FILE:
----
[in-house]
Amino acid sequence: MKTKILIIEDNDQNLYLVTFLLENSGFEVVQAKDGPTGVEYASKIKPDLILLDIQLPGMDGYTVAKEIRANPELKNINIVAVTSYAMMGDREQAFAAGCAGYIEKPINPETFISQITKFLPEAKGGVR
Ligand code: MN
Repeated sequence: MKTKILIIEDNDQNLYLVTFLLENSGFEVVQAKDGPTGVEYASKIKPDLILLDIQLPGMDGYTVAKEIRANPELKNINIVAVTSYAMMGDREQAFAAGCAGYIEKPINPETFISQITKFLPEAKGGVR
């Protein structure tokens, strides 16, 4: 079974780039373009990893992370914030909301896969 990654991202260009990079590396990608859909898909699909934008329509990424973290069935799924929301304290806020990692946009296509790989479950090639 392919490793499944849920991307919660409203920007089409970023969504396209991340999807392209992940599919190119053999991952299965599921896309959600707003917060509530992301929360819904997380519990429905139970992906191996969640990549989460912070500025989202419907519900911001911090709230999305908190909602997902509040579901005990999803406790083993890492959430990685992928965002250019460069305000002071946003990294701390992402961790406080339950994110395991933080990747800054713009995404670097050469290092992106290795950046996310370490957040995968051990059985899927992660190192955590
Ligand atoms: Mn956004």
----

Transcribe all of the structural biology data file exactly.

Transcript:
[in-house]
Amino acid sequence: MKTKILIIEDNDQNLYLVTFLLENSGFEVVQAKDGPTGVEYASKIKPDLILLDIQLPGMDGYTVAKEIRANPELKNINIVAVTSYAMMGDREQAFAAGCAGYIEKPINPETFISQITKFLPEAKGGVR
Ligand code: MN
Repeated sequence: MKTKILIIEDNDQNLYLVTFLLENSGFEVVQAKDGPTGVEYASKIKPDLILLDIQLPGMDGYTVAKEIRANPELKNINIVAVTSYAMMGDREQAFAAGCAGYIEKPINPETFISQITKFLPEAKGGVR
């Protein structure tokens, strides 16, 4: 079974780039373009990893992370914030909301896969 990654991202260009990079590396990608859909898909699909934008329509990424973290069935799924929301304290806020990692946009296509790989479950090639 392919490793499944849920991307919660409203920007089409970023969504396209991340999807392209992940599919190119053999991952299965599921896309959600707003917060509530992301929360819904997380519990429905139970992906191996969640990549989460912070500025989202419907519900911001911090709230999305908190909602997902509040579901005990999803406790083993890492959430990685992928965002250019460069305000002071946003990294701390992402961790406080339950994110395991933080990747800054713009995404670097050469290092992106290795950046996310370490957040995968051990059985899927992660190192955590
Ligand atoms: Mn956004």